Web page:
# Why are tandem breakers on shared neutral (MWBC) problematic?

I hear that shared-neutral or multi-wire branch circuits (MWBC) can have issues when used with tandem breakers (also called duplex, twin, cheater or double-stuff breakers).

What is the issue there?

Also, how do I put them on GFCI or AFCI?

A shared-neutral (two hots sharing the same neutral) is also called a multi-wire branch circuit (MWBC).

Now to go any further, first, North American power uses a slick trick. It supplies 120V in two poles, which can be stacked to be 240V. Read this answer for a primer on how that works.

Then, read my answer on how poles work at the panel, and what makes tandem/duplex breakers special and different from normal ones.

## Neutrals don't have breakers

The current on neutral depends on good circuit design upstream of it. Here's what I mean.

You'll agree that this is a simple arrangement, where the circuit breaker on the hot serves to protect the neutral from overload.

Okay, that makes sense.

The neutral can't carry more than the hot, because the neutral only serves the one hot. As long as there isn't cross-hot leakage, there's no chance of overloading that neutral.

So what happens in a shared-neutral situation?

Can you spot the problem?

The neutral isn't any bigger than the hots, yet it's being asked to carry twice the load. There is no breaker on the neutral to protect it. So this sharing is setting the neutral on fire.

## So how can this even work, then?

So you remember at the beginning and the discussion of poles and panels.

Take any two circuits. (They can either be on the same pole, or on different poles). We just discussed what happens if they're on the same pole. Look what happens if they're on opposite poles.

Now that makes sense.

When the red hot draws 13A, it's drawing all of it from the black hot. Most current goes through 1 lamp then the other, and back to the other hot. Only 2A actually travels down the neutral back to the panel. Neutral only carries the difference in currents.

You can try plugging in any value of amps on either leg (between 0 and 15). In every case, the amp flow on the neutral is always less than 15. So this configuration is safe for the neutral.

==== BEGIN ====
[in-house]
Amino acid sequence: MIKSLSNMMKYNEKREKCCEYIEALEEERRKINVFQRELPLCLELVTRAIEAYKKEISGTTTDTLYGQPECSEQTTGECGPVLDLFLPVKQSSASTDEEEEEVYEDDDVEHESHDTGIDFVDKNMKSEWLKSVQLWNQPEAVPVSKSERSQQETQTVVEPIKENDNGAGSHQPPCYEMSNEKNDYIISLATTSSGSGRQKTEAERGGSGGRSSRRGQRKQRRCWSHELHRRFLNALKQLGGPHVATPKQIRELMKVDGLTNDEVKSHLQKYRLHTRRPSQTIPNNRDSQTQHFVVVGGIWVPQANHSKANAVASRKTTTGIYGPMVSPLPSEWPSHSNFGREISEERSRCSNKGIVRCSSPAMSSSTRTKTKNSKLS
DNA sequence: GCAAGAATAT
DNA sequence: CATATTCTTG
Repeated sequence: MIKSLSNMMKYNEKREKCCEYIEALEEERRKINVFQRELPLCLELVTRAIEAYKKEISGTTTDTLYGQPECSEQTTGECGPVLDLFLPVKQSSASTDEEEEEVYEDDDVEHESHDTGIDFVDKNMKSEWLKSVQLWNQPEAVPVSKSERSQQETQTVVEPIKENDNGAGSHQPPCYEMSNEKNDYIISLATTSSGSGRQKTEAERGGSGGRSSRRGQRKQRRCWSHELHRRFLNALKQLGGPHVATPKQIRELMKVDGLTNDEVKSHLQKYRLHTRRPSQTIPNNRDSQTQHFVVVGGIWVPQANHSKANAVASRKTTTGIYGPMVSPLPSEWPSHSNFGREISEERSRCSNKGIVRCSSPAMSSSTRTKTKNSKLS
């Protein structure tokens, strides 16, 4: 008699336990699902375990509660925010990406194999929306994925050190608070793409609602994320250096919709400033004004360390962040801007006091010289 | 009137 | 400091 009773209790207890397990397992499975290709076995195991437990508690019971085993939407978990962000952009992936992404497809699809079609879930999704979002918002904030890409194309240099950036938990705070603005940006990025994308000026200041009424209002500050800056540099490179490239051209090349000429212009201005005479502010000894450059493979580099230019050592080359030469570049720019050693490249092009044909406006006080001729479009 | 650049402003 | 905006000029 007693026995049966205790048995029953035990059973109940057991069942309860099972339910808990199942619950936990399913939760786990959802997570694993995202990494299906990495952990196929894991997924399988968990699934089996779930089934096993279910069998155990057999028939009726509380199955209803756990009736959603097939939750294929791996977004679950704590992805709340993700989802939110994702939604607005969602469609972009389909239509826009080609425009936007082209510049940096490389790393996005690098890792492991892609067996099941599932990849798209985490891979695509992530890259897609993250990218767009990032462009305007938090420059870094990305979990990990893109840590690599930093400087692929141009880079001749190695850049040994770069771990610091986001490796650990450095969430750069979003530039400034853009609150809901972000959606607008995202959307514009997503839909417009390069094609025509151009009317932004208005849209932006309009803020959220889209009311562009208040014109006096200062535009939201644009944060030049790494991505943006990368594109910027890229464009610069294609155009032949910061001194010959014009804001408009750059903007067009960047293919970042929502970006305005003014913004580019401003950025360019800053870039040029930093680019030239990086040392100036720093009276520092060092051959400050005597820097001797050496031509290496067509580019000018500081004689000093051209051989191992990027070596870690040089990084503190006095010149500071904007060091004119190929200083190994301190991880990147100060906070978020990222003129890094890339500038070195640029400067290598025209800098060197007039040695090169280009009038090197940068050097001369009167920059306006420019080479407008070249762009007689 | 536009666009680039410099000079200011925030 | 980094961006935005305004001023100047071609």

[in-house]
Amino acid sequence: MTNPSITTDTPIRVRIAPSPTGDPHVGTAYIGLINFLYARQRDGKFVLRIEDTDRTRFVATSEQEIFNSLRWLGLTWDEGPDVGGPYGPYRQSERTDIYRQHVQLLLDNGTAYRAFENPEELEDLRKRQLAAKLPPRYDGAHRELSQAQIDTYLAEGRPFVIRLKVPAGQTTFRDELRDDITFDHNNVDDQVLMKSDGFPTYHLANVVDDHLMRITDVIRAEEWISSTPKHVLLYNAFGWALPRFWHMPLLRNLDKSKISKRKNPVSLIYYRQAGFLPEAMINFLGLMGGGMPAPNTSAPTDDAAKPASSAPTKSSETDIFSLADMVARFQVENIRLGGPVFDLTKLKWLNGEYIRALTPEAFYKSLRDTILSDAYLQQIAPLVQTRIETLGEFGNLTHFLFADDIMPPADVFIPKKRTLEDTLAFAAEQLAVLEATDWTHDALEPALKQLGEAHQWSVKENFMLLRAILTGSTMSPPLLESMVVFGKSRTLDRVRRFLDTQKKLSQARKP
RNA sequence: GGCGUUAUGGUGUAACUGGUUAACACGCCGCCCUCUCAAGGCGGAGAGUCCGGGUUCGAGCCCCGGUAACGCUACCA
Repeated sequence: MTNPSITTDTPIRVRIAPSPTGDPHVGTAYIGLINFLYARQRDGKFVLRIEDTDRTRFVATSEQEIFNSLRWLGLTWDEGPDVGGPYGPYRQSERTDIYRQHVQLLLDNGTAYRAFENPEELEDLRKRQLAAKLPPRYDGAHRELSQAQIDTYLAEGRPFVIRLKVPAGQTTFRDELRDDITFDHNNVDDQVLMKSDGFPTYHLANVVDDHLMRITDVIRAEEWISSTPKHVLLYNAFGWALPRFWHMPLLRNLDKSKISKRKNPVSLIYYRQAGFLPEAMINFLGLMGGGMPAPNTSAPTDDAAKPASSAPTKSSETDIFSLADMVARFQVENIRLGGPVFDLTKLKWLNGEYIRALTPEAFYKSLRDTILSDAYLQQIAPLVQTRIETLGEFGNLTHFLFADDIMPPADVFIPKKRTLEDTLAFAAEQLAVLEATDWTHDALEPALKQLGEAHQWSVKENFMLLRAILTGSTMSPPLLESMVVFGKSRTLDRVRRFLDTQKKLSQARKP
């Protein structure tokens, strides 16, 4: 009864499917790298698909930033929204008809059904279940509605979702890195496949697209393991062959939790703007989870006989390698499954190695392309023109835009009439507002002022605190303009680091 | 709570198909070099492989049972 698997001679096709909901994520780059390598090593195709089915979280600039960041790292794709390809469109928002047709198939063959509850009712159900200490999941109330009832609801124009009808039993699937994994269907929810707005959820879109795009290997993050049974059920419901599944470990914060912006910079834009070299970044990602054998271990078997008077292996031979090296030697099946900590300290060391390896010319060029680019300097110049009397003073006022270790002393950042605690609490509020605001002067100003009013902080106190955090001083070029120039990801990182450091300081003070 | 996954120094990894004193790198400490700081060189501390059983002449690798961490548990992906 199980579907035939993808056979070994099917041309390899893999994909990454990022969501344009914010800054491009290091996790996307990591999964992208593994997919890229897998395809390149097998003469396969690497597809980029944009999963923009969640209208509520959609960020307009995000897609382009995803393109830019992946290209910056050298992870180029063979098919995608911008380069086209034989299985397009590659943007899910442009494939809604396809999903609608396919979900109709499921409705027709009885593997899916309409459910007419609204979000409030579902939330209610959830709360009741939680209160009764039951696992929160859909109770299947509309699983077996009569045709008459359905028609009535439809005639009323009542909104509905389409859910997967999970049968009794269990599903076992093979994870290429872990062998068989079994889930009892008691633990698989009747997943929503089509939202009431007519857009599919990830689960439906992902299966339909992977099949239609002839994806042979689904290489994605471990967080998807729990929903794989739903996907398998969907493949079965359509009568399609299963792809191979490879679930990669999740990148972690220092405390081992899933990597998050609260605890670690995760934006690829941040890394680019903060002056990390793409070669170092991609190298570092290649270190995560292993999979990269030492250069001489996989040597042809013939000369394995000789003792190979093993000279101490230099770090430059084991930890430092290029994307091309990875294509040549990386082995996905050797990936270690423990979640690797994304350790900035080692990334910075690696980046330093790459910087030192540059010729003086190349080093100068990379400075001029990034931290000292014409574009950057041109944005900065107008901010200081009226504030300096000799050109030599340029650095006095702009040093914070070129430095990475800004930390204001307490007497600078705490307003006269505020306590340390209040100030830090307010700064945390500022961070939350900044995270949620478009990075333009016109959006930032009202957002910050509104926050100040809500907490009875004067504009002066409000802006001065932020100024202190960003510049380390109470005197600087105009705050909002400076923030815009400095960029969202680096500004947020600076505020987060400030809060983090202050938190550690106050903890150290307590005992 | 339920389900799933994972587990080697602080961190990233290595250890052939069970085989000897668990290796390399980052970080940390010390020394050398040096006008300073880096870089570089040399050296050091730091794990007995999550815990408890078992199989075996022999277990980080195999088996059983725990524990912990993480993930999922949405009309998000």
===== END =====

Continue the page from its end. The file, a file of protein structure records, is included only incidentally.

So there is method to the madness of shared-netural, and this is the method. But it only works if the 2 circuits are on opposite poles, and in fact, there are rules that absolutely require this. Notice the way I drew the 2-pole breaker with one big fat handle.

• The breaker must be 2-pole (240V). Now using a duplex is a common and understandable mistake.
• The breaker handles must shut off together with a "handle tie" that is factory authorized and approved. One quickly discovers tandems don't have handle-ties which makes that mistake a lot less understandable. That alone disqualifies them for MWBCs.

## Fixing this

Panels can be a tangle. The simplest way to check for the problem is measure between the two sharing "hot" wires. If you measure 240V you're OK. If you measure 0V, you are overloading the neutral.

You can meet the law with handle-ties, but handle-ties are expensive and hard to find... don't let that turn it into "putting it off til never". 2-pole breakers will also fill the bill, and those are readily available everywhere, and they assure you get 240V between them. So that is what we recommend.

Now, people normally use duplex/tandem only when their panel is full. If you have that problem, then you need to look at quadplex breakers. These are 2-pole breakers that either have

• a) a 2-pole in the middle and two singles on the outside, or
• b) a 2-pole breaker on the inside and another 2-pole breaker on the outside.

If you have 2 single circuits nearby (which aren't shared-neutral MWBC), you can use type a). If you need to fit 2 full MWBCs into 2 spaces, use type b). These don't exist in every type of panel.

If you cannot fit full 2-pole, and cannot find appropriate quadplex, then splice both hots to each other with a pigtail, and attach the pigtail to a plain breaker. This will limit both half-circuits to 15A among them, but will assure the neutral isn't overloaded. This would be a way to do it without buying any breakers:

This would also work with a GFCI or AFCI breaker instead of a duplex.